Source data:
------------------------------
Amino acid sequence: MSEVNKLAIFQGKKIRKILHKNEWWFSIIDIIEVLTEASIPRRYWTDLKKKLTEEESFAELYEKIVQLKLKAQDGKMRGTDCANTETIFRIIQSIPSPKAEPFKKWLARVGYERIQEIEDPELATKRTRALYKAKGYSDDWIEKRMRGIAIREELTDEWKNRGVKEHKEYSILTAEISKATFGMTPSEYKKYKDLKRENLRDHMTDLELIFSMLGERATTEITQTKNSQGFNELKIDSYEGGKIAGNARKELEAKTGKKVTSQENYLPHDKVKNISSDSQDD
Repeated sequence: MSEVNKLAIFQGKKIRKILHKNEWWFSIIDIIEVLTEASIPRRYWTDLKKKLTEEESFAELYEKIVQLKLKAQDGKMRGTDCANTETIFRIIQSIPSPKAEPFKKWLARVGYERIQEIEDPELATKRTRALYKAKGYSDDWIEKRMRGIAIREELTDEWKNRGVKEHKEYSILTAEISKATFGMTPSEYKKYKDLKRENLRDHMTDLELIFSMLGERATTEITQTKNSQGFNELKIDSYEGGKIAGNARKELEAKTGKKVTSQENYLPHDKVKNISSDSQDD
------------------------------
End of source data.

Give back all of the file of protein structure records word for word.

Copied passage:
Amino acid sequence: MSEVNKLAIFQGKKIRKILHKNEWWFSIIDIIEVLTEASIPRRYWTDLKKKLTEEESFAELYEKIVQLKLKAQDGKMRGTDCANTETIFRIIQSIPSPKAEPFKKWLARVGYERIQEIEDPELATKRTRALYKAKGYSDDWIEKRMRGIAIREELTDEWKNRGVKEHKEYSILTAEISKATFGMTPSEYKKYKDLKRENLRDHMTDLELIFSMLGERATTEITQTKNSQGFNELKIDSYEGGKIAGNARKELEAKTGKKVTSQENYLPHDKVKNISSDSQDD
Repeated sequence: MSEVNKLAIFQGKKIRKILHKNEWWFSIIDIIEVLTEASIPRRYWTDLKKKLTEEESFAELYEKIVQLKLKAQDGKMRGTDCANTETIFRIIQSIPSPKAEPFKKWLARVGYERIQEIEDPELATKRTRALYKAKGYSDDWIEKRMRGIAIREELTDEWKNRGVKEHKEYSILTAEISKATFGMTPSEYKKYKDLKRENLRDHMTDLELIFSMLGERATTEITQTKNSQGFNELKIDSYEGGKIAGNARKELEAKTGKKVTSQENYLPHDKVKNISSDSQDD